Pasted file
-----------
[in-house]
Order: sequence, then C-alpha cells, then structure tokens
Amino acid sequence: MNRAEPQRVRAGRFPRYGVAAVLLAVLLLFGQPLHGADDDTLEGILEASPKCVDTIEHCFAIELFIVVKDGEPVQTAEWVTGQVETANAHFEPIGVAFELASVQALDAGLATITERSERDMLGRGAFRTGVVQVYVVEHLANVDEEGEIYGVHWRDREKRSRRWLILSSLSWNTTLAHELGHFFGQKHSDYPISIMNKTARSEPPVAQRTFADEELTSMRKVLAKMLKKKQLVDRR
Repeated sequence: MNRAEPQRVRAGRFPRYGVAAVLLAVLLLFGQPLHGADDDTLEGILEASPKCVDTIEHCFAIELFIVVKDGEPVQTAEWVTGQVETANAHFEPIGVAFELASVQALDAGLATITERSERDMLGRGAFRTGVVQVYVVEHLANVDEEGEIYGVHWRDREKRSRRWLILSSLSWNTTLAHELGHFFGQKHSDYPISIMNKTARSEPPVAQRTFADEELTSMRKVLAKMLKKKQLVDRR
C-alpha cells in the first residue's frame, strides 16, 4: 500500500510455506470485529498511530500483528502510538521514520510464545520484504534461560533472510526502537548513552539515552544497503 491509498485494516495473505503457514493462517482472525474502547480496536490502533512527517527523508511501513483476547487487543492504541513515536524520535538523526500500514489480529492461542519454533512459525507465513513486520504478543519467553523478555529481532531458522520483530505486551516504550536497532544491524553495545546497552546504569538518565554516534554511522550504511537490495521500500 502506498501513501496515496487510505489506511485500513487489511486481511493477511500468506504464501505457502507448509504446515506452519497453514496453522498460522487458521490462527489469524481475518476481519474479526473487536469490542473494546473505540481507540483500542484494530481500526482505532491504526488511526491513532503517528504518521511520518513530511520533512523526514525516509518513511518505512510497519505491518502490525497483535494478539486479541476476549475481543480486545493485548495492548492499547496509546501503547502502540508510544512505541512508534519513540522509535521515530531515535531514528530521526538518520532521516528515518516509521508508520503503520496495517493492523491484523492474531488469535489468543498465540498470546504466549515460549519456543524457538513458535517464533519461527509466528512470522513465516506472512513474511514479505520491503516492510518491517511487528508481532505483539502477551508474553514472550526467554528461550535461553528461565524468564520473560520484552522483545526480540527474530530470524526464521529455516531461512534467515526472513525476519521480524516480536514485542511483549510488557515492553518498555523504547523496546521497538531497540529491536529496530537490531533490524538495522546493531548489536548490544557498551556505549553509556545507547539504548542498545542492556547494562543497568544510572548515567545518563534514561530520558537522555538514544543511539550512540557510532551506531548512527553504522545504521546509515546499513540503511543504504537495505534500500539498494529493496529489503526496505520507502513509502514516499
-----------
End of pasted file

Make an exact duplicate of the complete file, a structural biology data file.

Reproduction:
[in-house]
Order: sequence, then C-alpha cells, then structure tokens
Amino acid sequence: MNRAEPQRVRAGRFPRYGVAAVLLAVLLLFGQPLHGADDDTLEGILEASPKCVDTIEHCFAIELFIVVKDGEPVQTAEWVTGQVETANAHFEPIGVAFELASVQALDAGLATITERSERDMLGRGAFRTGVVQVYVVEHLANVDEEGEIYGVHWRDREKRSRRWLILSSLSWNTTLAHELGHFFGQKHSDYPISIMNKTARSEPPVAQRTFADEELTSMRKVLAKMLKKKQLVDRR
Repeated sequence: MNRAEPQRVRAGRFPRYGVAAVLLAVLLLFGQPLHGADDDTLEGILEASPKCVDTIEHCFAIELFIVVKDGEPVQTAEWVTGQVETANAHFEPIGVAFELASVQALDAGLATITERSERDMLGRGAFRTGVVQVYVVEHLANVDEEGEIYGVHWRDREKRSRRWLILSSLSWNTTLAHELGHFFGQKHSDYPISIMNKTARSEPPVAQRTFADEELTSMRKVLAKMLKKKQLVDRR
C-alpha cells in the first residue's frame, strides 16, 4: 500500500510455506470485529498511530500483528502510538521514520510464545520484504534461560533472510526502537548513552539515552544497503 491509498485494516495473505503457514493462517482472525474502547480496536490502533512527517527523508511501513483476547487487543492504541513515536524520535538523526500500514489480529492461542519454533512459525507465513513486520504478543519467553523478555529481532531458522520483530505486551516504550536497532544491524553495545546497552546504569538518565554516534554511522550504511537490495521500500 502506498501513501496515496487510505489506511485500513487489511486481511493477511500468506504464501505457502507448509504446515506452519497453514496453522498460522487458521490462527489469524481475518476481519474479526473487536469490542473494546473505540481507540483500542484494530481500526482505532491504526488511526491513532503517528504518521511520518513530511520533512523526514525516509518513511518505512510497519505491518502490525497483535494478539486479541476476549475481543480486545493485548495492548492499547496509546501503547502502540508510544512505541512508534519513540522509535521515530531515535531514528530521526538518520532521516528515518516509521508508520503503520496495517493492523491484523492474531488469535489468543498465540498470546504466549515460549519456543524457538513458535517464533519461527509466528512470522513465516506472512513474511514479505520491503516492510518491517511487528508481532505483539502477551508474553514472550526467554528461550535461553528461565524468564520473560520484552522483545526480540527474530530470524526464521529455516531461512534467515526472513525476519521480524516480536514485542511483549510488557515492553518498555523504547523496546521497538531497540529491536529496530537490531533490524538495522546493531548489536548490544557498551556505549553509556545507547539504548542498545542492556547494562543497568544510572548515567545518563534514561530520558537522555538514544543511539550512540557510532551506531548512527553504522545504521546509515546499513540503511543504504537495505534500500539498494529493496529489503526496505520507502513509502514516499